98% beef the label says and they have a delicious piquant aroma while they're cooking. I love merguez, the north african spicy lamb sausages so popular in France, so I have high hopes for these.
A dish of shredded steamed cabbage sounds like the ideal vegetable to go with them although the idea of 'sausage and cabbage' immediately conjures the image of a toothless and head-scarfed eastern-European woman ladling soup into a wooden bowl. Any fertile imagination will sometimes draw on a bank of absurd racial cliches...
But I do want to like this dish so much. It sounds tasty. And it looks lovely:
And it's not that it tastes bad exactly, more that it has all the characteristics of 'filling' and not many of 'satisfying'. It's perhaps the spice that's overdone, making me suspicious of the quality of the meat. Or maybe the heavy minced texture of the sausage that's unappealing. But I eat it anyway. And feel even more like a babushka, my thick socks wrinkling around my ankles, chewing my toothless gums in front of an open fire. The open fire bit is true.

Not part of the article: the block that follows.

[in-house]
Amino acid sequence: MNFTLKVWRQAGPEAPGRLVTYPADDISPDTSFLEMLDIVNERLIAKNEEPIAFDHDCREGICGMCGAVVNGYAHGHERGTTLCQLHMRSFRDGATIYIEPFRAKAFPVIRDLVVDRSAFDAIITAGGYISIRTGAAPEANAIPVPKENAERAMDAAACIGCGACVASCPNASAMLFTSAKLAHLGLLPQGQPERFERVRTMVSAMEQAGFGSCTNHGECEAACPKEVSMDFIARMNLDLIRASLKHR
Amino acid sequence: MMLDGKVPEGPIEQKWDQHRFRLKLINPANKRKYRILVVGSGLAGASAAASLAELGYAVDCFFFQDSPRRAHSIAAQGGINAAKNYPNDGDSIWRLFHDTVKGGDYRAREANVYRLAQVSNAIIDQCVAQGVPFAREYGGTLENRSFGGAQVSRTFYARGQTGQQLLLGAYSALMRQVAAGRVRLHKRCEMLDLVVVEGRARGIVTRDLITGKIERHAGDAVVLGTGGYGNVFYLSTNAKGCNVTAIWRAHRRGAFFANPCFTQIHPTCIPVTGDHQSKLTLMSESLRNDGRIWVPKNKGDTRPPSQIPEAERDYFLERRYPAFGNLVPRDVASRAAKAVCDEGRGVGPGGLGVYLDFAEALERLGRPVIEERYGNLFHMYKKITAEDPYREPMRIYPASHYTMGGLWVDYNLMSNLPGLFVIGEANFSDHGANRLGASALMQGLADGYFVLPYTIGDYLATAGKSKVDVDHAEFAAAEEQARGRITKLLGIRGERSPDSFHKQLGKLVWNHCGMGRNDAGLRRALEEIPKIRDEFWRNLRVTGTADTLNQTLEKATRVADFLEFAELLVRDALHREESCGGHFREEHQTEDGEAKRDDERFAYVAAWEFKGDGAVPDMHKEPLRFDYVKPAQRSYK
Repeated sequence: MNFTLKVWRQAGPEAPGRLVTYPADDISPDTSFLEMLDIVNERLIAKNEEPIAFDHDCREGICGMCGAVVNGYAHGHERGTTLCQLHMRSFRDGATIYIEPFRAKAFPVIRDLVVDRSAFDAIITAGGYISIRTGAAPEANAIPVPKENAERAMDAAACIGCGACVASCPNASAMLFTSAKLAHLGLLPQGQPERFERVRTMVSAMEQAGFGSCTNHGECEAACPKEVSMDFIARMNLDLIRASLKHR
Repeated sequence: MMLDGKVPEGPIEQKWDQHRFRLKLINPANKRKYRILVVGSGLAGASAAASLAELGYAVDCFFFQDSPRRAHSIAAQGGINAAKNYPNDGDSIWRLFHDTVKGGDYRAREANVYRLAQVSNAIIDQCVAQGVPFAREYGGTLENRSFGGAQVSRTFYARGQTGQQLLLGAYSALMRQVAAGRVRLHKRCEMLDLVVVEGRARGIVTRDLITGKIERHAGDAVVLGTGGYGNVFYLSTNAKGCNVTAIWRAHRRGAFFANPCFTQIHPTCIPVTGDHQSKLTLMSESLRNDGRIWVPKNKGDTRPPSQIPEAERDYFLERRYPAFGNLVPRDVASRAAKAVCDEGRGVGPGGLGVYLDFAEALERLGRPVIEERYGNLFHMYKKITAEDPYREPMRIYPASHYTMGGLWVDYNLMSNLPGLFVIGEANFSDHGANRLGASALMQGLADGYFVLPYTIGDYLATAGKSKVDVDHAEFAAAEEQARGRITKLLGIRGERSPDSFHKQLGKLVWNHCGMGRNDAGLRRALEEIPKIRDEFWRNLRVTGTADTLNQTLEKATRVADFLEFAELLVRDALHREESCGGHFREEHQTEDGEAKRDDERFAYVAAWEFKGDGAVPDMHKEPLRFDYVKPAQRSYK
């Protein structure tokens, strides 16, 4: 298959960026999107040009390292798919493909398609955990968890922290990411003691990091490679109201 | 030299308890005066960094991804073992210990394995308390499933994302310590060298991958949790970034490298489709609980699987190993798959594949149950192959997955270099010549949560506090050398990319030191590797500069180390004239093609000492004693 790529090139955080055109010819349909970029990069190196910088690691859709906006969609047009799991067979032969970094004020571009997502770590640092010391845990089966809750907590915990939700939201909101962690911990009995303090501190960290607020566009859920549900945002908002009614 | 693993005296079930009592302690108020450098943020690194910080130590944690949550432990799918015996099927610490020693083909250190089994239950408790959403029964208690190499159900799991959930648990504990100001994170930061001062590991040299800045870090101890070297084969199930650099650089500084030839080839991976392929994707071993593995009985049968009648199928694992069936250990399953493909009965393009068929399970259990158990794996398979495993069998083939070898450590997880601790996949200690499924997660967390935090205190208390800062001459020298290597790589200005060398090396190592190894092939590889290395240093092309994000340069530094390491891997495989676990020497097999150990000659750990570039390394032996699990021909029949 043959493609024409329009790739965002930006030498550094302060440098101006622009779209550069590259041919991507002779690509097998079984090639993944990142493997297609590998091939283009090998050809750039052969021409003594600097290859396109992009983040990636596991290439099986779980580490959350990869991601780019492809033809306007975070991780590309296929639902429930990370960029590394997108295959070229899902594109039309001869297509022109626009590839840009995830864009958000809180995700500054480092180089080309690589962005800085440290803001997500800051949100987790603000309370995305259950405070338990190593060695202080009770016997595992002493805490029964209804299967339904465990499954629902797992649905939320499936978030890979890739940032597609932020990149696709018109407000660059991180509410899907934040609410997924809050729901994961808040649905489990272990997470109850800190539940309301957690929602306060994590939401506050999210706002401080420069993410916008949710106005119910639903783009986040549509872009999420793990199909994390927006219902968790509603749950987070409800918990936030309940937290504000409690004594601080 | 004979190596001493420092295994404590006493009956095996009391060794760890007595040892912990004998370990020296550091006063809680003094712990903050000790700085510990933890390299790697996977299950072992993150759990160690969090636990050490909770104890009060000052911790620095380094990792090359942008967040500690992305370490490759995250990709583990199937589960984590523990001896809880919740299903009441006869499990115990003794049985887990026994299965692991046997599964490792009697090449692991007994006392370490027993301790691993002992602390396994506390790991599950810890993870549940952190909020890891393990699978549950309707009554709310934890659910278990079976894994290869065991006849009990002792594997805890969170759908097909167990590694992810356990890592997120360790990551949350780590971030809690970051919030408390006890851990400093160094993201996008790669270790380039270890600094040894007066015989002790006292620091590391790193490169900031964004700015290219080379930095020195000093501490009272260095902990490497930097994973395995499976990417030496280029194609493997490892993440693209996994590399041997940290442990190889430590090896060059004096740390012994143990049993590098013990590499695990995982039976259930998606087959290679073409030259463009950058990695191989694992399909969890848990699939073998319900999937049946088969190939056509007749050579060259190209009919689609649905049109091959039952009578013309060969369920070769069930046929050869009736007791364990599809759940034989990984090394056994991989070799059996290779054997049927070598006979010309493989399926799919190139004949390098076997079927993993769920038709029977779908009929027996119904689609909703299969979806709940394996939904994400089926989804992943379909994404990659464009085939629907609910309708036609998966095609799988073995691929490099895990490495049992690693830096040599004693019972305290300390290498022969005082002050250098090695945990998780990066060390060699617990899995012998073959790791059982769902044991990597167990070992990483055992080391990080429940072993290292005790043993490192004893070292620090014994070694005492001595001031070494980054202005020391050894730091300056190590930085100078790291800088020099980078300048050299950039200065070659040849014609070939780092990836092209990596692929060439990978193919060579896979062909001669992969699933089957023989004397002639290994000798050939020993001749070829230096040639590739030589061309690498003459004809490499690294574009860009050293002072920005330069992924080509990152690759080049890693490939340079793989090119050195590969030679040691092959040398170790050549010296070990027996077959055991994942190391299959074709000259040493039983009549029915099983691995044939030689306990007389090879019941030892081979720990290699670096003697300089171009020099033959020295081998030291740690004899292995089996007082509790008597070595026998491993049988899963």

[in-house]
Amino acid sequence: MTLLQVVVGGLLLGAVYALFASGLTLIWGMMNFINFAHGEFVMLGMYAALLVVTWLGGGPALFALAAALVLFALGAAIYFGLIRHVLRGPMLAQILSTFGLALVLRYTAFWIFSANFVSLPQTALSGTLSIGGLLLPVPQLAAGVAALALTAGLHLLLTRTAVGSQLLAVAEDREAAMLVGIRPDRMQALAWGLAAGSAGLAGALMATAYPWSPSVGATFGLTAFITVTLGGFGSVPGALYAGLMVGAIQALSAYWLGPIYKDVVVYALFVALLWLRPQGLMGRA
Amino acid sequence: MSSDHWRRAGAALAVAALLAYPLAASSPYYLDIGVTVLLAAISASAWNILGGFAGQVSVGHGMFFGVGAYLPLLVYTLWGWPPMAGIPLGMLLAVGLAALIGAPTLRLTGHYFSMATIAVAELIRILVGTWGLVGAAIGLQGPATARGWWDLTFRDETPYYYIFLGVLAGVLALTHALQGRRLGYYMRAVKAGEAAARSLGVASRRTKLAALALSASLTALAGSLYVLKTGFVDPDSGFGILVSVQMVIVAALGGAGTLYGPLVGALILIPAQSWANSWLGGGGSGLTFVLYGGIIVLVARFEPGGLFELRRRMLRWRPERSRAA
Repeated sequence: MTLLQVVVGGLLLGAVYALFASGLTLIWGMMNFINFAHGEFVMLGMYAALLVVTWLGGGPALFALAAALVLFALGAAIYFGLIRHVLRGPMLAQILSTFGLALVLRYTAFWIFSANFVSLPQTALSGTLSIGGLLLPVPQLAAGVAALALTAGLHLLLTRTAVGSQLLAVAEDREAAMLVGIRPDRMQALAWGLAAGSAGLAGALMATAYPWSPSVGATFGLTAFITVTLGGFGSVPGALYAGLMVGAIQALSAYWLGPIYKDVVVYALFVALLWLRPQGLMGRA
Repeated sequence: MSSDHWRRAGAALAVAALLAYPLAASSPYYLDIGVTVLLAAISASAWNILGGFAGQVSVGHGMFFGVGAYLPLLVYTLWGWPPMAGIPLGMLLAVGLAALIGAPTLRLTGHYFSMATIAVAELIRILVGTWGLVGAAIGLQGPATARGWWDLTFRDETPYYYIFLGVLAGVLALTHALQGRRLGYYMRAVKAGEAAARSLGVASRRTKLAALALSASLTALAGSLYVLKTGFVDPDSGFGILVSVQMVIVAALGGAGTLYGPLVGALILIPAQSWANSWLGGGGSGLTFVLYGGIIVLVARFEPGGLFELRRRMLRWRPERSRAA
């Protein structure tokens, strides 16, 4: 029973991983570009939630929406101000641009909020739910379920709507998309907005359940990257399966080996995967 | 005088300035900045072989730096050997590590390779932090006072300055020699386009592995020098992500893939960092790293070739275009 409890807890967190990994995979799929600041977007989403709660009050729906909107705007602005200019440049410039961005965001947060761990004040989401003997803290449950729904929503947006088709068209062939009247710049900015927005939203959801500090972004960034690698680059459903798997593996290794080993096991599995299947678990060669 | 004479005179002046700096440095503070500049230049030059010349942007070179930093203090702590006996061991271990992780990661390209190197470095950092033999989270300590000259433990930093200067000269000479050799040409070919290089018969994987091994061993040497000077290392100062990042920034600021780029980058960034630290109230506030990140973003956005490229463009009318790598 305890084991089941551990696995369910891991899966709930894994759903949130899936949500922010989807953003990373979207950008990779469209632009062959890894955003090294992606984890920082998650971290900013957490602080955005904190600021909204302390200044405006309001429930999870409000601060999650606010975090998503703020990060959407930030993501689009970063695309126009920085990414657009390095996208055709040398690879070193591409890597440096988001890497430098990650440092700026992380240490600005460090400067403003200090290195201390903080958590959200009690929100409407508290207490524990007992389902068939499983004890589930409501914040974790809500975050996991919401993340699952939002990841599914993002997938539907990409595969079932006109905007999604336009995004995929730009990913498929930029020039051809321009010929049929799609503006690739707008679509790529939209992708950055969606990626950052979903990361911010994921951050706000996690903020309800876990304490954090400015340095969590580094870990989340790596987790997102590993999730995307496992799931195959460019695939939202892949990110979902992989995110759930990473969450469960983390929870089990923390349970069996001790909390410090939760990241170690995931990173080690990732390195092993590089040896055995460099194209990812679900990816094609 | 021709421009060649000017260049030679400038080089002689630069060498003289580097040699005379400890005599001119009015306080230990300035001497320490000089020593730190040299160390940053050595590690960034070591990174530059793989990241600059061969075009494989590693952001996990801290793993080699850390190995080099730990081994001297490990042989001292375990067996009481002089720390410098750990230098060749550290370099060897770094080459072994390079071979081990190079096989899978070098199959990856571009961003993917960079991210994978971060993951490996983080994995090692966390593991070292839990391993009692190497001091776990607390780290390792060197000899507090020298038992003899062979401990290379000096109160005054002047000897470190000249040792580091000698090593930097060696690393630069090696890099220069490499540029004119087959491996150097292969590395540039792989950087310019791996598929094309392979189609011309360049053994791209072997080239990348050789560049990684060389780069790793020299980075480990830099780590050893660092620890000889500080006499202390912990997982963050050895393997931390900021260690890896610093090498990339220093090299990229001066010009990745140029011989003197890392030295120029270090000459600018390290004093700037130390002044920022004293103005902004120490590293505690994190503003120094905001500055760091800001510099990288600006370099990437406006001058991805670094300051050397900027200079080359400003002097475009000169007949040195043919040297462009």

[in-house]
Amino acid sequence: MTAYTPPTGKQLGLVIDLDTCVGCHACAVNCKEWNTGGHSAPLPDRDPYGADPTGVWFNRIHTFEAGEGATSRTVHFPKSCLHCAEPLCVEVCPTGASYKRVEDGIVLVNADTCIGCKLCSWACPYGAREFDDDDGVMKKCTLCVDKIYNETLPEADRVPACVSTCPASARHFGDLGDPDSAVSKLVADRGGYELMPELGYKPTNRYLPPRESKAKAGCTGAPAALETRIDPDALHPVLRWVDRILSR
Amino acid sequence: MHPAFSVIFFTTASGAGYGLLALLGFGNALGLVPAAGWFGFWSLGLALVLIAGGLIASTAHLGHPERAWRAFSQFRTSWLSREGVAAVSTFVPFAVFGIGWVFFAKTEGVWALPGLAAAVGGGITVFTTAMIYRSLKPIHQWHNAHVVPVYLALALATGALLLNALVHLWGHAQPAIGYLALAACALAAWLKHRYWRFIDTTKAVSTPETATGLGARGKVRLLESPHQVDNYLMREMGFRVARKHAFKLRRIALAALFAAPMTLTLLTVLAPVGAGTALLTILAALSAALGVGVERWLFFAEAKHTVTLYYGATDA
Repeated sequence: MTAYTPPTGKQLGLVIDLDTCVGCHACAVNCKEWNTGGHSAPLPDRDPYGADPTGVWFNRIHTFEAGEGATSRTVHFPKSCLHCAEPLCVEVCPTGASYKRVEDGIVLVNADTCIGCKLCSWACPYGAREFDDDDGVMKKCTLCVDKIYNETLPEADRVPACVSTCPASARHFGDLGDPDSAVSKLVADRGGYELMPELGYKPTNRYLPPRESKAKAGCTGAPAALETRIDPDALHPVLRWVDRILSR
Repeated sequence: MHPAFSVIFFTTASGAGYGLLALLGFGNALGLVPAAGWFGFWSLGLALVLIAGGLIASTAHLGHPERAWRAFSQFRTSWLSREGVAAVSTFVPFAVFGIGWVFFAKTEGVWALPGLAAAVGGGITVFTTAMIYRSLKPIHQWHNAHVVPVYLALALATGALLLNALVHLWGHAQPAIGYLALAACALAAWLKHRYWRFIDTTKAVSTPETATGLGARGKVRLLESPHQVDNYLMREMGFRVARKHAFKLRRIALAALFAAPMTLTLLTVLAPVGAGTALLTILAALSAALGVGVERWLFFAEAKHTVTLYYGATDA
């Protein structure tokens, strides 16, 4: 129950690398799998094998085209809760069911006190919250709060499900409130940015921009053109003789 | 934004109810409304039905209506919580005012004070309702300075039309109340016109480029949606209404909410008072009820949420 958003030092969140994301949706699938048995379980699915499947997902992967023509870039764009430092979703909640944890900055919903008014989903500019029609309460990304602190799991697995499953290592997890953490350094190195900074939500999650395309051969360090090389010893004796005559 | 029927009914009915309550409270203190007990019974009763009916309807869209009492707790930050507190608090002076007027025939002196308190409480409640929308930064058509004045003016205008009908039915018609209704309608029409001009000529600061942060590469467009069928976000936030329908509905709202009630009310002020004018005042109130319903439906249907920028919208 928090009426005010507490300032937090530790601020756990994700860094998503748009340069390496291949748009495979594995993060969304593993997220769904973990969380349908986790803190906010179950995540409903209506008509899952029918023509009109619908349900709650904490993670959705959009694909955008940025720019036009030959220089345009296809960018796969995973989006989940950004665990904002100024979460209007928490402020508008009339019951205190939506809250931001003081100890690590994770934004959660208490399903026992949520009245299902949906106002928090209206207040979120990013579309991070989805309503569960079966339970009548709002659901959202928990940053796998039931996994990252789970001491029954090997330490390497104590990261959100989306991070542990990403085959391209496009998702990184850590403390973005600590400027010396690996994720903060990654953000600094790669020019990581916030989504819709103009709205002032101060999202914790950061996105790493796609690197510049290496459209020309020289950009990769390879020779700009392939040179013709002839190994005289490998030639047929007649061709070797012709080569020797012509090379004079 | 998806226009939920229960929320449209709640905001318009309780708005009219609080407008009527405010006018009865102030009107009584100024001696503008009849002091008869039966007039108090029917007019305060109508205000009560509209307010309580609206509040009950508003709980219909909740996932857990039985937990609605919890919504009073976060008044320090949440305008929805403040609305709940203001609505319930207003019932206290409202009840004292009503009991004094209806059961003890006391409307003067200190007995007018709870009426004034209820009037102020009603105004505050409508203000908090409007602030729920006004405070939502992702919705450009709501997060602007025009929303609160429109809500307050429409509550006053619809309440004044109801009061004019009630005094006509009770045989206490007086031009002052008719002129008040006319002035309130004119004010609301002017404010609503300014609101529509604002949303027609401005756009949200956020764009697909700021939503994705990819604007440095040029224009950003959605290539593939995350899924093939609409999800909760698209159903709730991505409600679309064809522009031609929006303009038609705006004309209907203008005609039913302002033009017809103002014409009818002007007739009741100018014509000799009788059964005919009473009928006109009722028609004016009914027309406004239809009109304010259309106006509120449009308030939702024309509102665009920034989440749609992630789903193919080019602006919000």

More of a successful experiment this week was almost-instant treacle sponge pudding. I've only ever tried one other microwave cake recipe before - a chocolate cake in a mug - and it was pretty dire. But this one really worked out well. I recommend adding about four times the quantity of treacle though. Here's the finished pudding, microwaved in a plastic Christmas pudding container I'd saved.
And here's the recipe:
You have to eat it all straight away, or within an hour or so. It hardens to a hollow-knock by the next morning. But I'm sure you won't have a problem - the 'Serves 4' on the recipe is optimistic to say the least. Unless you're a family of Mbutsi pygmies.
Hungry Writing Prompts
Write about a discovery.
Write about the tastes that encapsulate your town or country.
Write about what disappoints you.
Write about sweetness.
Write about feeling small.